Getting started can be the hardest part of communicating difficult news. Smith suggests that health professionals “ramp up” with a prefatory statement of some kind. If the news is unexpected and sad, you might begin by saying, “I’m really surprised and sad to tell you that.…” However, she cautions not to spend an overly long time ramping up, as the other person may sense that you are withholding crucial information.
Communicate the Information People Need in Ways They Understand
The standard of care for Grossman is to openly discuss diagnosis, prognosis, and treatment options with his patients. Within this standard, however, he uses his clinical judgment to decide how to present this information. While one patient may want to know mostly about prognosis, another may be much more eager to discuss treatment options. Regardless of the news, Grossman always finds something positive to say. For instance, he might focus on comfort and quality of life for a person without treatment options.
Another important principle to keep in mind, he says, is to not assume patients know and understand medical terminology. It’s important to choose words and use teaching methods they understand and can relate to. Grossman does this by matching his language to the patient’s words. For example, he might talk about a “cancerous tumor” with a scientist and a “spot on the colon” with someone unfamiliar with medical terminology. Likewise, Grossman might describe metastases to a layperson by saying, “The cancer broke off and got to the liver.” He also finds it helpful to communicate by drawing pictures, using metaphors, and showing patients their imaging scans in a light box.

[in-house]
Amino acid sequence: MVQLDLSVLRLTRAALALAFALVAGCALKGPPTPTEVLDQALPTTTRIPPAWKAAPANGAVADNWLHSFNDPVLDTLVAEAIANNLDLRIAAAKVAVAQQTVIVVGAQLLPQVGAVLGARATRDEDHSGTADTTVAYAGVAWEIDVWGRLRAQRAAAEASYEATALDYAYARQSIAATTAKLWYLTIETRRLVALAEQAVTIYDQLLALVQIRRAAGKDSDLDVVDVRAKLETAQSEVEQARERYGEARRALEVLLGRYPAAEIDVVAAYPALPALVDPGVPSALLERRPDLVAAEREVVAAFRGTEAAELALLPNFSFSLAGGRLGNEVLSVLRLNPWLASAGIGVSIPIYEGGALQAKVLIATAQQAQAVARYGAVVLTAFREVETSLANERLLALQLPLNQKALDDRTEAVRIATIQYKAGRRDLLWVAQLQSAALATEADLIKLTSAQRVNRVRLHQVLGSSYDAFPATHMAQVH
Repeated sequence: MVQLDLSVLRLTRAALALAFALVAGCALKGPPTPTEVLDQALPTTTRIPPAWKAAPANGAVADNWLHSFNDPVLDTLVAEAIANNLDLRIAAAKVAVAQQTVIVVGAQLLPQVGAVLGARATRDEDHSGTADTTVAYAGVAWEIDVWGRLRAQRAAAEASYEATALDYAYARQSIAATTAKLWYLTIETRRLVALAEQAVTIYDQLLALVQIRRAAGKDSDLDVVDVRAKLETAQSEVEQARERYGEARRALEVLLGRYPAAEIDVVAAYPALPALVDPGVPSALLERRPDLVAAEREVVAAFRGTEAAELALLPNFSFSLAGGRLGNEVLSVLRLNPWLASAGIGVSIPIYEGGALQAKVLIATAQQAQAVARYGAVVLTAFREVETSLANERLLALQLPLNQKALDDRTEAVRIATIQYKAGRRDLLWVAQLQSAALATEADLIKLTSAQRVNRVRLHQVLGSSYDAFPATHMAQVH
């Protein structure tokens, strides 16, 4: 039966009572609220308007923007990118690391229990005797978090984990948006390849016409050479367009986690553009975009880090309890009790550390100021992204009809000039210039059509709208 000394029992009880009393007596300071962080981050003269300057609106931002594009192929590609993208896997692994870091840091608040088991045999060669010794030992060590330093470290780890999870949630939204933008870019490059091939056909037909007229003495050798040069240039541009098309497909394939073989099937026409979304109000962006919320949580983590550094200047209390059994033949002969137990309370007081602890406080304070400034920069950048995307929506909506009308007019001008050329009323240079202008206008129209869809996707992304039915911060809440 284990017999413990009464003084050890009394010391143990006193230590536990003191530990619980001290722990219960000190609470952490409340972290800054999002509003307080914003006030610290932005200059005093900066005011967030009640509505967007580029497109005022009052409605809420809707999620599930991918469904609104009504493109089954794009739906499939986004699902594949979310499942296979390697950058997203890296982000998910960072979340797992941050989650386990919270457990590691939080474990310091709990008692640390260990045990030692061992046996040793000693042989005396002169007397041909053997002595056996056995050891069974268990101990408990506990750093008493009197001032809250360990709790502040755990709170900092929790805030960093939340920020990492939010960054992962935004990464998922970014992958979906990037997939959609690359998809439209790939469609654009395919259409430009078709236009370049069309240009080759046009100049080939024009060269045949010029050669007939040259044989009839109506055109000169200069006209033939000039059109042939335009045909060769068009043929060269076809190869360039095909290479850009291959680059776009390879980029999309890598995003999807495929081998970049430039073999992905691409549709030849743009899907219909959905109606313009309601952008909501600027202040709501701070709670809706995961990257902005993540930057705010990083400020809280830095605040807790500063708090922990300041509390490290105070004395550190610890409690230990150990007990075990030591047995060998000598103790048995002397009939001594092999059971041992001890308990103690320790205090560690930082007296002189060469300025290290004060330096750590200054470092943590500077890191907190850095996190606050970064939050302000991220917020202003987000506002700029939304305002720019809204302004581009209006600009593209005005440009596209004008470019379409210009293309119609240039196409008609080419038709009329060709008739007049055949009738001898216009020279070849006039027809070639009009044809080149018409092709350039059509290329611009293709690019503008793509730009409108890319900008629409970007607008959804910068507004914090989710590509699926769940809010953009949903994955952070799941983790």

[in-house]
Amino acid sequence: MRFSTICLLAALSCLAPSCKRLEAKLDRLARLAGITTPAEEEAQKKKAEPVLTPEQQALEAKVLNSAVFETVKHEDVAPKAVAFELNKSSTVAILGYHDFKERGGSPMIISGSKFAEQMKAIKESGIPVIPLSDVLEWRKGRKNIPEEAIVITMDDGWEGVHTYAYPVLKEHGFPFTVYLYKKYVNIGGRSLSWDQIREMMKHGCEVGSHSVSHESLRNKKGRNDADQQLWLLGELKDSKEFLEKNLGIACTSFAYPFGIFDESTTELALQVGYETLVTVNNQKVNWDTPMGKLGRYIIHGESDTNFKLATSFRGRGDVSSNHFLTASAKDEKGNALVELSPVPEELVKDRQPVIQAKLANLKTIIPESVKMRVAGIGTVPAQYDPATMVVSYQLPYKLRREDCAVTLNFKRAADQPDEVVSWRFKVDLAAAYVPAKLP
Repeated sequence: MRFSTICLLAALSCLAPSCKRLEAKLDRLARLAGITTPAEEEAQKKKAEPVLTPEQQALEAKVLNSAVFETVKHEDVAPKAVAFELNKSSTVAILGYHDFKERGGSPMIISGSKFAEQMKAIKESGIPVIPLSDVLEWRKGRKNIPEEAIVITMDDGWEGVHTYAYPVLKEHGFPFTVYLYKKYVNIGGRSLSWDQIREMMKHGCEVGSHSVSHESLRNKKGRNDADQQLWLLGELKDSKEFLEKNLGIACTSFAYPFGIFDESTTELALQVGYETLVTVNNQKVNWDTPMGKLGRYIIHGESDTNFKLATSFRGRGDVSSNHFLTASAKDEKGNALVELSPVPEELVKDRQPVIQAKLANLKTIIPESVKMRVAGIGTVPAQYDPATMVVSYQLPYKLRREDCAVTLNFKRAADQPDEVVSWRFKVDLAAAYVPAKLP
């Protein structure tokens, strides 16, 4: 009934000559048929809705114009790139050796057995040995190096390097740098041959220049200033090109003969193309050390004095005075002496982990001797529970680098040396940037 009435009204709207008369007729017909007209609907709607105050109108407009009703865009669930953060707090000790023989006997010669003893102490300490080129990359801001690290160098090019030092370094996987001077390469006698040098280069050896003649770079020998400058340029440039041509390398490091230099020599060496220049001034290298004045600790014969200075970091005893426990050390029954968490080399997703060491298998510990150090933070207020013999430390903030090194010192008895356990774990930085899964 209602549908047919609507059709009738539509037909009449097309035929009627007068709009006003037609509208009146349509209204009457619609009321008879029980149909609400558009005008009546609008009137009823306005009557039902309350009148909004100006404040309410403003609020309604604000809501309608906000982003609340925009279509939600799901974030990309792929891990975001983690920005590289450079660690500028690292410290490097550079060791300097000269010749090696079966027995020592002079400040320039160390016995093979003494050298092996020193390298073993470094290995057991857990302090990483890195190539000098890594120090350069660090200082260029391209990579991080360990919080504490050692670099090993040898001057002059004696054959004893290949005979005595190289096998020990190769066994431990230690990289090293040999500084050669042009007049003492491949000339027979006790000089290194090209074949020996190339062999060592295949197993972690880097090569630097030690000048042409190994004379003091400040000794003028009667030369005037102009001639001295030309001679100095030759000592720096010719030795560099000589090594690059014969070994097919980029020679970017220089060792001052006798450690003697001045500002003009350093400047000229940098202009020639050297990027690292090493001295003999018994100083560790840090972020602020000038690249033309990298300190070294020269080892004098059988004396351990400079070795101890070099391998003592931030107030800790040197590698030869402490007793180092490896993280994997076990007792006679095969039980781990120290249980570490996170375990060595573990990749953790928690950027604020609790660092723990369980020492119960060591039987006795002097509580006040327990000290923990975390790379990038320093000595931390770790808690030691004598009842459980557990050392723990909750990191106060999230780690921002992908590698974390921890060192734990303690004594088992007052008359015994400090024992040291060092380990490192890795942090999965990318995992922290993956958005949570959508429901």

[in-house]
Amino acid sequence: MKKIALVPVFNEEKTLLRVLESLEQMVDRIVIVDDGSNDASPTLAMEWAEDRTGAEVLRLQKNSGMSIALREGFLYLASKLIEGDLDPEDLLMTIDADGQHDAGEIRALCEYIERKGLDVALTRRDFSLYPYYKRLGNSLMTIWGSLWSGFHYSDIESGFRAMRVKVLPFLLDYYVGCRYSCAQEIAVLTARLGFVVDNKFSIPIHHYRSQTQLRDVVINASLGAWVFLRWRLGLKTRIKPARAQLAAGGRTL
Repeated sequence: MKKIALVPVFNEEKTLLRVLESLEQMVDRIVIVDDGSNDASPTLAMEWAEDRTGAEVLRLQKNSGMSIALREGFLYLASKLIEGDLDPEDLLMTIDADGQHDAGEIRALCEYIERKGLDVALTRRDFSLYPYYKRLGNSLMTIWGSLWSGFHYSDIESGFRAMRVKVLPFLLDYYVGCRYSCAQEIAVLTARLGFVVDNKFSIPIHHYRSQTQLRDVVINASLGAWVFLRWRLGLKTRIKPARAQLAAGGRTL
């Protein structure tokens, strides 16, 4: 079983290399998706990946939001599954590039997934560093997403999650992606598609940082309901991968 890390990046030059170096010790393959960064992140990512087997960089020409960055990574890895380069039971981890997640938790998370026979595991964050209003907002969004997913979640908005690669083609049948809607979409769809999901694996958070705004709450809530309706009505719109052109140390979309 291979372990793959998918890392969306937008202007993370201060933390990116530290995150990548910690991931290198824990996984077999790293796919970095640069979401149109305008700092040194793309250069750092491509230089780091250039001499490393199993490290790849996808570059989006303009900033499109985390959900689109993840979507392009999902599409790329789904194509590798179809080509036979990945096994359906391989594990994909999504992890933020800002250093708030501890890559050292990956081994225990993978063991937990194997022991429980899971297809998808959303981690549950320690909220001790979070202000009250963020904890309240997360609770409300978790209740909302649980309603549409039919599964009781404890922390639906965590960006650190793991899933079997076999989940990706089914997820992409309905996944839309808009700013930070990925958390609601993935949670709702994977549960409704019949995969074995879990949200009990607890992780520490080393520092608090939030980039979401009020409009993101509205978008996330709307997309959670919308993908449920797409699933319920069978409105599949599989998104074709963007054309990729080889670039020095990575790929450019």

Apologize and Amend
When news is about something that went wrong or could have been avoided, Smith suggests that health professionals consider apologizing. While saying “I’m sorry” can have legal implications, she says, current research shows there are benefits to doing so. She recommends that health providers ask at their organization about acceptable practice with regard to apologies.
Making amends can also be helpful. Smith says that one way of doing this is letting the other person know what will be done differently as a result of an error. For example, saying, “I am sorry we were late calling you with the lab results. Here is what we will do so this does not happen again.”